Unravelling Tied Aid. Why aid must never be tied to donor country companies at the expense of women and men living in poverty.
Tied aid – aid that can only be used to buy goods or services from the country providing the aid – puts donors’ commercial priorities before the priorities of women and men living in poverty.
In general, tied aid costs more than untied aid. Tied aid is thought to increase costs by 15-30% for many goods and services - more still in the case of food aid. Not only are the costs of tied aid higher; the quality of goods and services can often be lower, because they are less well suited to local contexts and preferences (Section 2.1). So on average every dollar of tied aid goes less far than a dollar of untied aid, robbing people in poverty of essential goods and services that would have been perfectly affordable if the aid was spent a different way.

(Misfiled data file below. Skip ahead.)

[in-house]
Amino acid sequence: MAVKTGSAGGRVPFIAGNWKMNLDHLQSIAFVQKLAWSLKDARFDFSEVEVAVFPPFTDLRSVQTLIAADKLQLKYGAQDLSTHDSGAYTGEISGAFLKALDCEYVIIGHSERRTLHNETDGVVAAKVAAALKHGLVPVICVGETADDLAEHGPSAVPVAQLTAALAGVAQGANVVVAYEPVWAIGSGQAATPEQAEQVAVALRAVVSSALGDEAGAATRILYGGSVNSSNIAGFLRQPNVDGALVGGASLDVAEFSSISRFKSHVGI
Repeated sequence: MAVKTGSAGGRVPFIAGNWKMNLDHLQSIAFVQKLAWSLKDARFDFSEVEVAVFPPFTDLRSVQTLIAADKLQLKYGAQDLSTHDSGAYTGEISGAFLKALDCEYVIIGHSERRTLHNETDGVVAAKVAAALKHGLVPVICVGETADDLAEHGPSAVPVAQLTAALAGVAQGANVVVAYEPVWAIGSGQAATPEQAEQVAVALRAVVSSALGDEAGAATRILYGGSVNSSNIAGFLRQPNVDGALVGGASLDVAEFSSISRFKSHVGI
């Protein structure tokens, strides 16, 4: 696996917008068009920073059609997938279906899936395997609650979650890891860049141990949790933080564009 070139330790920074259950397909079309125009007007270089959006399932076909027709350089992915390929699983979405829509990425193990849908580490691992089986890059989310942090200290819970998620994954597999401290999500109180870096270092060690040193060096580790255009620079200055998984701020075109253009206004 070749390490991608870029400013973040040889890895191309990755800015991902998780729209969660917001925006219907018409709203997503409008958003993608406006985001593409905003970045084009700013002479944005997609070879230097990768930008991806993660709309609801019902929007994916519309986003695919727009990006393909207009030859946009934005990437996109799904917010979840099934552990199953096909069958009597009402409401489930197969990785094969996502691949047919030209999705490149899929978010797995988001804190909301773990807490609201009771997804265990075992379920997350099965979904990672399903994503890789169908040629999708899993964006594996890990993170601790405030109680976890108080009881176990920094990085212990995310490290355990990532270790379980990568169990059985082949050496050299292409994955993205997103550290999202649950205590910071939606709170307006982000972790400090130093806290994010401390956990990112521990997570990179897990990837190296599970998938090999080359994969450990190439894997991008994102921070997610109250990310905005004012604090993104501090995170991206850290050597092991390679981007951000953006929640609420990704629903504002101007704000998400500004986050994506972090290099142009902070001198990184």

Tied aid also holds back the long-term development of communities in the South, depriving them of the chance to make their own purchasing decisions that fit their own priorities. Specifically, tying aid means foreclosing the possibility of procuring locally – even though local procurement has the potential to create a ‘double dividend’: not only delivering project results, but also building up a stronger local economy for the future.
Yet despite donor agreements on untying, tied aid continues to make up a significant share of bilateral aid - a share that is likely to grow further unless current commercial and political pressures are resisted.